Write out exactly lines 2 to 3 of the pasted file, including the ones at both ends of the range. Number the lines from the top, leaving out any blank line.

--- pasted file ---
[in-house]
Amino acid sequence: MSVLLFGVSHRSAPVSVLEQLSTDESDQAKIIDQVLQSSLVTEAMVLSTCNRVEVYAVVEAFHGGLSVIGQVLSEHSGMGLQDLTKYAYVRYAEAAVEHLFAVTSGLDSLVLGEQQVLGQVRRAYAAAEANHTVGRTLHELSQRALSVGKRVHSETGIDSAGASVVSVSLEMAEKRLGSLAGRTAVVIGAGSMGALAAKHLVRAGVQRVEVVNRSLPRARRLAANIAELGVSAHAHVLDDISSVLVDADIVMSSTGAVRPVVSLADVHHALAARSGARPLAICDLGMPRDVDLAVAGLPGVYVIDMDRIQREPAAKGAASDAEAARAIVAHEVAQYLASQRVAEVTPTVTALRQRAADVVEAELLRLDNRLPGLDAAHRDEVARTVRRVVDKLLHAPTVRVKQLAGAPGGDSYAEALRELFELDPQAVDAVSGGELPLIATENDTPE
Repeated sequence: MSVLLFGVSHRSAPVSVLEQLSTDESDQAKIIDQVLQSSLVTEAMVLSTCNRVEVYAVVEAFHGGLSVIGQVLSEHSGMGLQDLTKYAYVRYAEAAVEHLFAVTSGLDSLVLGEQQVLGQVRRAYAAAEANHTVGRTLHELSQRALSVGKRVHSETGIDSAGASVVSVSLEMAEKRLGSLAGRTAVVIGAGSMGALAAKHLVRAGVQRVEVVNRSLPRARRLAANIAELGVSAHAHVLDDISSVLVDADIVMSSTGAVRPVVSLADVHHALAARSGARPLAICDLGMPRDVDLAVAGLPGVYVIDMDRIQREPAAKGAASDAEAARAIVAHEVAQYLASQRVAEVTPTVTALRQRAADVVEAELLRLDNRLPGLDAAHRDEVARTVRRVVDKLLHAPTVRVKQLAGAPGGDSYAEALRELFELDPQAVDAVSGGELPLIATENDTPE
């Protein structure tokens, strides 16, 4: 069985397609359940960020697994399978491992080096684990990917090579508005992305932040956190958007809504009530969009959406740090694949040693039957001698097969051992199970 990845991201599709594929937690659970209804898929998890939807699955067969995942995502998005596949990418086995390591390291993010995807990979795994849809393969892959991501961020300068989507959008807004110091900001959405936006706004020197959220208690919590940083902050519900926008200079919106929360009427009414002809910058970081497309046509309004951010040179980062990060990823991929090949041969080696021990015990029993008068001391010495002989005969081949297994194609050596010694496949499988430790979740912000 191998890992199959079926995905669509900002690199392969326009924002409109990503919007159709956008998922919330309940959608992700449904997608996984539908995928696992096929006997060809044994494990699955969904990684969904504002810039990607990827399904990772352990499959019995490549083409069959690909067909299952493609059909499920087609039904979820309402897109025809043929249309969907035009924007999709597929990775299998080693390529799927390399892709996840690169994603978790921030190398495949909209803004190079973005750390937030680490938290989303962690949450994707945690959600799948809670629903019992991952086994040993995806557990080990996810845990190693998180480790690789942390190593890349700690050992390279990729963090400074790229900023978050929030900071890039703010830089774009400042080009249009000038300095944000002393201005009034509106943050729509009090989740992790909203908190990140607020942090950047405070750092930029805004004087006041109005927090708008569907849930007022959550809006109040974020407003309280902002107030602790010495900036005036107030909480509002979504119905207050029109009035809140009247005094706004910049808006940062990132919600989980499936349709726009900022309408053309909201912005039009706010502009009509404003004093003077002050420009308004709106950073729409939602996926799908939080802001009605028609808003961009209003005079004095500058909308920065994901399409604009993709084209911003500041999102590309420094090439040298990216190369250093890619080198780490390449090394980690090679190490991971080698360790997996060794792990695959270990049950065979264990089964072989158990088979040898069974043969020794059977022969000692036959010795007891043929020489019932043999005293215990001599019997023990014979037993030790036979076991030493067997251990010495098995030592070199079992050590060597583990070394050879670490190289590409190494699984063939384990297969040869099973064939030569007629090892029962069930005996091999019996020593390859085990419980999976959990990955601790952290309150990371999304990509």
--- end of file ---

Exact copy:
Amino acid sequence: MSVLLFGVSHRSAPVSVLEQLSTDESDQAKIIDQVLQSSLVTEAMVLSTCNRVEVYAVVEAFHGGLSVIGQVLSEHSGMGLQDLTKYAYVRYAEAAVEHLFAVTSGLDSLVLGEQQVLGQVRRAYAAAEANHTVGRTLHELSQRALSVGKRVHSETGIDSAGASVVSVSLEMAEKRLGSLAGRTAVVIGAGSMGALAAKHLVRAGVQRVEVVNRSLPRARRLAANIAELGVSAHAHVLDDISSVLVDADIVMSSTGAVRPVVSLADVHHALAARSGARPLAICDLGMPRDVDLAVAGLPGVYVIDMDRIQREPAAKGAASDAEAARAIVAHEVAQYLASQRVAEVTPTVTALRQRAADVVEAELLRLDNRLPGLDAAHRDEVARTVRRVVDKLLHAPTVRVKQLAGAPGGDSYAEALRELFELDPQAVDAVSGGELPLIATENDTPE
Repeated sequence: MSVLLFGVSHRSAPVSVLEQLSTDESDQAKIIDQVLQSSLVTEAMVLSTCNRVEVYAVVEAFHGGLSVIGQVLSEHSGMGLQDLTKYAYVRYAEAAVEHLFAVTSGLDSLVLGEQQVLGQVRRAYAAAEANHTVGRTLHELSQRALSVGKRVHSETGIDSAGASVVSVSLEMAEKRLGSLAGRTAVVIGAGSMGALAAKHLVRAGVQRVEVVNRSLPRARRLAANIAELGVSAHAHVLDDISSVLVDADIVMSSTGAVRPVVSLADVHHALAARSGARPLAICDLGMPRDVDLAVAGLPGVYVIDMDRIQREPAAKGAASDAEAARAIVAHEVAQYLASQRVAEVTPTVTALRQRAADVVEAELLRLDNRLPGLDAAHRDEVARTVRRVVDKLLHAPTVRVKQLAGAPGGDSYAEALRELFELDPQAVDAVSGGELPLIATENDTPE